How Putin Will Go Nuclear
We are in a war with one man, Vladimir Putin. And Vladimir Putin is nuclear.
Putin has made two kinds of nuclear threats. He has threatened to use nuclear warheads. And he has implicitly threatened us with deliberate disasters at the nuclear reactors he has captured.
But that’s not all. Since the year 2000, Russian military policy has been to use “a limited nuclear strike” if you’re losing. In fact the Russian government’s official “military doctrine” calls “a limited nuclear strike ‘de-escalation.’” You heard that right. Russian military doctrine calls the use of nuclear weapons on the battlefield de-escalation. Why?
Because if Russia is losing to the overwhelming conventional forces of the United States and NATO, a limited nuclear strike will make those overwhelming forces withdraw in fear.
The development of that new military doctrine 22 years ago was supervised by just one man: his name is Vladimir Putin. And “all large-scale military exercises that Russia [has] conducted beginning in 2000 [have] featured simulations of limited nuclear strikes.” And Business Insider reports that Russia now has a “massive arsenal” of 2,000 battlefield nuclear weapons.
What’s worse, the Putin doctrine of limited nuclear strikes extends to any conflict “in which Russia has an important stake” Which means it’s applicable to the Ukraine. Or to any Eastern European country that once belonged to the Soviet Union.
Why is Vladimir Putin so willing to use nuclear weapons? Because he can’t compete with us in conventional military terms.
According to American Admiral James Stavridis, former Supreme Allied Commander of NATO, we outspend Putin on our military fifteen to one. We have 25,000 planes. Putin has 5,000. We have four million troops. Putin has only one million. But we have a gaping weakness. We see the first use of a nuclear weapon as a step toward the apocalypse, a step toward the end of the world, and a step toward the possible end of the human race.
So we are far more restrained about using nuclear weapons. In fact, we have a taboo against it. That gives Putin an edge.
He and we are in a game of chicken. He who flinches first loses. Volodymyr Zelensky, the president of the Ukraine, has called for a no-fly zone from the west. We are afraid that if we put our pilots in the sky over the Ukraine and they down Russian planes, we will be on the slippery slope toward nuclear destruction.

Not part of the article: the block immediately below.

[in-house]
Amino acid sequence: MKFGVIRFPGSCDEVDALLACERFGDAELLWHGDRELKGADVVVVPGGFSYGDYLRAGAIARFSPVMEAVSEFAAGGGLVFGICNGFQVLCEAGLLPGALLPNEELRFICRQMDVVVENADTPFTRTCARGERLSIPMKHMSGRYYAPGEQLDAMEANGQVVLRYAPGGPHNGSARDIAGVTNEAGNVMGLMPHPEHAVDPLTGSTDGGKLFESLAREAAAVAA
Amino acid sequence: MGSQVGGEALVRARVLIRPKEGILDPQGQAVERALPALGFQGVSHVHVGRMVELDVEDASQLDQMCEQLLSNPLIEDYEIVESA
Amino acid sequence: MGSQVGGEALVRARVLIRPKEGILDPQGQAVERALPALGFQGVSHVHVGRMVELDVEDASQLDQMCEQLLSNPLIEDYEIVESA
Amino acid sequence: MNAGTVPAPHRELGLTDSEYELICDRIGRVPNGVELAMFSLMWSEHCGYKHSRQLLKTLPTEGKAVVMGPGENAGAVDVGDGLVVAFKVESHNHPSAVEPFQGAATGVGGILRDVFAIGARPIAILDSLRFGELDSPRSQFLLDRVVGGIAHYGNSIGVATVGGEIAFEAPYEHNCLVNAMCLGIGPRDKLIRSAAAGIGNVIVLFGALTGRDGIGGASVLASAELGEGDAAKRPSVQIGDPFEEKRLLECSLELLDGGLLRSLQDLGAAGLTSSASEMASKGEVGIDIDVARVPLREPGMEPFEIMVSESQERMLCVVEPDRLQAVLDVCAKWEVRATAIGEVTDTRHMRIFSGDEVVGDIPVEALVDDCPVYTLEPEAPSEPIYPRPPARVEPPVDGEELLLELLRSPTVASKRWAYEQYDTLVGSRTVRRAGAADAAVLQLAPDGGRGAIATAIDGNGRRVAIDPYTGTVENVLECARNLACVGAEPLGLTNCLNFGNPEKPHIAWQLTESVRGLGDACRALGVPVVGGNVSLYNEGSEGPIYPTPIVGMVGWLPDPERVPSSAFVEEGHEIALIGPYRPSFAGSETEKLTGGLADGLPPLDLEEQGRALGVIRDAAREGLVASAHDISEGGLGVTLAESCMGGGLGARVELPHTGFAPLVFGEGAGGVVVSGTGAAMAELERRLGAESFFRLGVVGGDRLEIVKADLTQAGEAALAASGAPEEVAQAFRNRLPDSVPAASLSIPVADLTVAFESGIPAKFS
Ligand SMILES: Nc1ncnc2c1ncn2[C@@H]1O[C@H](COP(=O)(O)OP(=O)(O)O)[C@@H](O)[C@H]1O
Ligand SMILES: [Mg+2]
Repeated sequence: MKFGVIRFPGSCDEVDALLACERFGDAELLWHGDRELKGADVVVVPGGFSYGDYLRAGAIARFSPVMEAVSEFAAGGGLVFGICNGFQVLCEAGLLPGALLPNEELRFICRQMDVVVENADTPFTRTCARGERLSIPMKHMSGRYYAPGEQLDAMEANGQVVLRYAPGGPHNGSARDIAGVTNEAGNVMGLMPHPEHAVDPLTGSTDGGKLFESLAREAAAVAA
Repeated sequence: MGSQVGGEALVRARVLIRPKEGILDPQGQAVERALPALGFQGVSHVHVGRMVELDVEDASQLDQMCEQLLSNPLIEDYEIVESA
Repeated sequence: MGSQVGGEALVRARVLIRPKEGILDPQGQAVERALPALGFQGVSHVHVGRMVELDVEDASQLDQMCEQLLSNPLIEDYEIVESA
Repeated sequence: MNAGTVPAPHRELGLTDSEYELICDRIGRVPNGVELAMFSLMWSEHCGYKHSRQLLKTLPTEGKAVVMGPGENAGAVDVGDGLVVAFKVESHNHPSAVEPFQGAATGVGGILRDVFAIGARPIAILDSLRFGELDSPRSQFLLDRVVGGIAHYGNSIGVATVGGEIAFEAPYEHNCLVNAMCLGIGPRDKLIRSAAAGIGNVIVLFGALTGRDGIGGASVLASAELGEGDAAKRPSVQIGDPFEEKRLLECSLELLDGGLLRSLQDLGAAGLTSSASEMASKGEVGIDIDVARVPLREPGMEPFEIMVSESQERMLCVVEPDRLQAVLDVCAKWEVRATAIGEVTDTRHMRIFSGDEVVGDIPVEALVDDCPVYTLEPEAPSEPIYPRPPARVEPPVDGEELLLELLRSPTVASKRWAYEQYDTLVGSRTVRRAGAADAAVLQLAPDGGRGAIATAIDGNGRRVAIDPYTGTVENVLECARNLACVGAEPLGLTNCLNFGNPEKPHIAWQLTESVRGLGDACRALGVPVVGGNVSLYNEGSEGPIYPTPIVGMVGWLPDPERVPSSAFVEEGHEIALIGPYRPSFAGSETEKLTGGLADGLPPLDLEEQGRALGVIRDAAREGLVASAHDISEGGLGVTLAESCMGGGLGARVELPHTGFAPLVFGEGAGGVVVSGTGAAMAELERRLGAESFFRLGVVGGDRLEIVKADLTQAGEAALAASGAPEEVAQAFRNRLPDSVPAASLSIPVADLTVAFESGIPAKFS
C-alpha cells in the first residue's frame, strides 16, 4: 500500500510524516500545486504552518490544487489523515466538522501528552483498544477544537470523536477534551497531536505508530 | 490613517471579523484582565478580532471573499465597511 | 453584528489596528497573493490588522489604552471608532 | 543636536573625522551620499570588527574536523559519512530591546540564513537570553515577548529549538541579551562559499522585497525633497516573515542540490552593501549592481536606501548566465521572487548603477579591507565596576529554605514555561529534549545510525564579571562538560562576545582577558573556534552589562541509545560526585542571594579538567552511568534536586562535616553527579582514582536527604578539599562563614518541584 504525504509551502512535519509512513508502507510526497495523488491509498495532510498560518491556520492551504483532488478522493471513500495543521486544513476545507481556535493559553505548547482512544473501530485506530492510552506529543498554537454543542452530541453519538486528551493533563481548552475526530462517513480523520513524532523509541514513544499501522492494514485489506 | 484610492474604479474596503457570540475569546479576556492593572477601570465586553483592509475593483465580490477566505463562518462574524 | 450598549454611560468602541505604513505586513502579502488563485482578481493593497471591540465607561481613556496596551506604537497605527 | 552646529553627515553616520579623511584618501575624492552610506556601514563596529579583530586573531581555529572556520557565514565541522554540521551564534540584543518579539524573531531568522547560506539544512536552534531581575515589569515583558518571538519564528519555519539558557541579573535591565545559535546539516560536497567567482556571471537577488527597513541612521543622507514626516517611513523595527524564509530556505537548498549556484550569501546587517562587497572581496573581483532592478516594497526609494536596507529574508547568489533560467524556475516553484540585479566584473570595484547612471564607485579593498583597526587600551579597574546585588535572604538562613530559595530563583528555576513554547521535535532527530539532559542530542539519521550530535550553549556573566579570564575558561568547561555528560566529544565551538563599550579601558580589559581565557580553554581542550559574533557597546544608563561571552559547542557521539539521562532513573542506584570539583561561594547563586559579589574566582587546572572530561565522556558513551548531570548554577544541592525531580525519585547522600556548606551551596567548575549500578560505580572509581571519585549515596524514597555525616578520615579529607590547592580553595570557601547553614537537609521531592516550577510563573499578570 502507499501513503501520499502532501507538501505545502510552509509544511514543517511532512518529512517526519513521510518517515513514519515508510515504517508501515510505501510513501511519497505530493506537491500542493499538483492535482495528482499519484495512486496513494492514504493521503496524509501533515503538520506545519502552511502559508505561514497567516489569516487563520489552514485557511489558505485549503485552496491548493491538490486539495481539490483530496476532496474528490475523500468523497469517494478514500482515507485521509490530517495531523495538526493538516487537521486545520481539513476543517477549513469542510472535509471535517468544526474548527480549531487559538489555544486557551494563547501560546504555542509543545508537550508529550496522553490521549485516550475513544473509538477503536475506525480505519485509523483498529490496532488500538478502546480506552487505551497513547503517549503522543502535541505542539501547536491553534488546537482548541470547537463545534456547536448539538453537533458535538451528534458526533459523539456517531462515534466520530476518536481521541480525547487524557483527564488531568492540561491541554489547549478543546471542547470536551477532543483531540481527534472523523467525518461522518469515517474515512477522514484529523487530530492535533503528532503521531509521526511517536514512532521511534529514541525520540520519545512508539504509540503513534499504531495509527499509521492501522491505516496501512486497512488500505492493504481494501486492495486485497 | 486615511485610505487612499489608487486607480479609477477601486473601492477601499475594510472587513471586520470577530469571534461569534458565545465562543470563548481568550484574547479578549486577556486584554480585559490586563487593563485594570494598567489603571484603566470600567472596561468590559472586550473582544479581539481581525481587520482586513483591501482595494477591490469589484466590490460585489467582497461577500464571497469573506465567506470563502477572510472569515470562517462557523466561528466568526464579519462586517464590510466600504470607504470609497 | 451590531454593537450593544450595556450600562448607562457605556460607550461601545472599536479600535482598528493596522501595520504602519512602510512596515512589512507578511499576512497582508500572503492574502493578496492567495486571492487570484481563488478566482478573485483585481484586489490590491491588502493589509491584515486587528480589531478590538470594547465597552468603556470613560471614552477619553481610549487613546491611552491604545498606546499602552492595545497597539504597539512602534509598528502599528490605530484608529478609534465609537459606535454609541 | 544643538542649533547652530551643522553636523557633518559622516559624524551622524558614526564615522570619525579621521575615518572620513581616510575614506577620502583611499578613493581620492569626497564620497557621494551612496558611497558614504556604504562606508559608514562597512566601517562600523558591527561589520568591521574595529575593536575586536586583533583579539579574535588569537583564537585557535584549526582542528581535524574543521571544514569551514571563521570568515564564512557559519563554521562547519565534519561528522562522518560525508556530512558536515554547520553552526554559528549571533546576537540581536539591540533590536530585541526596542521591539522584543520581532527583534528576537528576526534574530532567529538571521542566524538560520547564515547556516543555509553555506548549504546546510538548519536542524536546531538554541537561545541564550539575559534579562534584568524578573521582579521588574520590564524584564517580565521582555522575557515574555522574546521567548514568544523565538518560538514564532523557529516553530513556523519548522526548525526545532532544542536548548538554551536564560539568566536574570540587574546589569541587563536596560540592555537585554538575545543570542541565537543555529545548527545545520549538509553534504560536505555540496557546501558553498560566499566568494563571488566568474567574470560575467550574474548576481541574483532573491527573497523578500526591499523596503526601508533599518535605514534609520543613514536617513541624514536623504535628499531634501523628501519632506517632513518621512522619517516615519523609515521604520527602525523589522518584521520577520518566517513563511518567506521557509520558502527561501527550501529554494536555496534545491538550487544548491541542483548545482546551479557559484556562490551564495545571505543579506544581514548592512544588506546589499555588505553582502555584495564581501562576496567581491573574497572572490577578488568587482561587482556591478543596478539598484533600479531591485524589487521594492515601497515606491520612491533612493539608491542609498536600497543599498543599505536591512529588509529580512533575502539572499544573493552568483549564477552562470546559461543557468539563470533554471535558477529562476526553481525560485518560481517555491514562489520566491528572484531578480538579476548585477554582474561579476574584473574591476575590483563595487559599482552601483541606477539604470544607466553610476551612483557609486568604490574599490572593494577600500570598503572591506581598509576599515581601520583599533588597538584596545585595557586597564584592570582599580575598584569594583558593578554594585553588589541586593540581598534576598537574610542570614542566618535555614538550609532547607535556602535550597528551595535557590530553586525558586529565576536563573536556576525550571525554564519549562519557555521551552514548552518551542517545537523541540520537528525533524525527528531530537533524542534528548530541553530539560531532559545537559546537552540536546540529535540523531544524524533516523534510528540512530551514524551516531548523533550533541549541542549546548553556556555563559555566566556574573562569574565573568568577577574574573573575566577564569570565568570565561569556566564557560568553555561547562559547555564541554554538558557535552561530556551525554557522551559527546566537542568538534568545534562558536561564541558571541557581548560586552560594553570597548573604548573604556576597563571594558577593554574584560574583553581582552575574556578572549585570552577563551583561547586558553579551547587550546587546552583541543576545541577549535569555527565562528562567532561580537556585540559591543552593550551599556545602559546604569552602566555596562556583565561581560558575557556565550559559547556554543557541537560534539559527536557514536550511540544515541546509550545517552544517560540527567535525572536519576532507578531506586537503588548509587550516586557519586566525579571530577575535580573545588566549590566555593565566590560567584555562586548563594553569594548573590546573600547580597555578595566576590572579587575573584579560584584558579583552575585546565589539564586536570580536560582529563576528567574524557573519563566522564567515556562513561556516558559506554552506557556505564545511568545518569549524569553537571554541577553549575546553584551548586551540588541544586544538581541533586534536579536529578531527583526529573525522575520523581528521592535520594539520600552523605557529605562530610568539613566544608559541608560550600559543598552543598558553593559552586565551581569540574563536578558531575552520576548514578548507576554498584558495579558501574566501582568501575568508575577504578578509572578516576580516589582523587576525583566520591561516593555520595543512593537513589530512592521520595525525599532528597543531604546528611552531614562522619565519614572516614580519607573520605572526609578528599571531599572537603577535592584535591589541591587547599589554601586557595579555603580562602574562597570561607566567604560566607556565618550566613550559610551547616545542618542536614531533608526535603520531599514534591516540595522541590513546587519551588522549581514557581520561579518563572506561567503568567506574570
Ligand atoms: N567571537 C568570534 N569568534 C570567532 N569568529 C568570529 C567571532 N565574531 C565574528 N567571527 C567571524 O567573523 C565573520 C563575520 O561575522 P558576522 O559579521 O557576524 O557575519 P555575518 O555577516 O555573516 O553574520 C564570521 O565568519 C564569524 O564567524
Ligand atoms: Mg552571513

So we have flinched. Out of fear of nuclear war, we turned down the chance to have Poland give its Russian jet fighters, its 28 MIGs, to the Ukraine. So we have flinched.
Our fear gives Putin the edge.
Two more things give Putin an edge. Russia has traditionally won wars by accepting more deaths among its troops and its civilians than any other power. As one Russian soldier taken prisoner in the Ukraine put it, “we are being used as meat shields.” Russia reportedly lost over 5,000 soldiers in the first two weeks of the Ukraine war. That’s more in a mere fourteen days than America lost in the entire course of the Iraq and Afghan war. To us, a loss like this would be disastrous. To Vladimir Putin, it is nothing.
Then there’s Alexander Dugin, the geopolitical thinker who has been lecturing the Russian military’s General Staff since the early 1990s and whose views appear to be foremost in Putin’s mind. Dugin said on March 6th that after the fall of the Soviet Union in 1991, America thought it was the only chess player on the game board of the world. Now Vladimir Putin has shown up to take over the other side of the board.
In Dugin’s eyes, Putin is reasserting the natural rights of the Russian Civilization. Says Dugin, the attack on the Ukraine was a necessity. Of course this attack would be bloody, shrugs Dugin nonchalantly. But Dugin declares that “without the Ukraine, Russia cannot once more become an empire.” You heard that goal right. Putin and his geopolitical theorist Alexander Dugin want a Russian Empire.
So how do we beat Vladimir Putin? Courage. Standing tall. Today that involves getting Volodymyr Zelensky the planes he needs.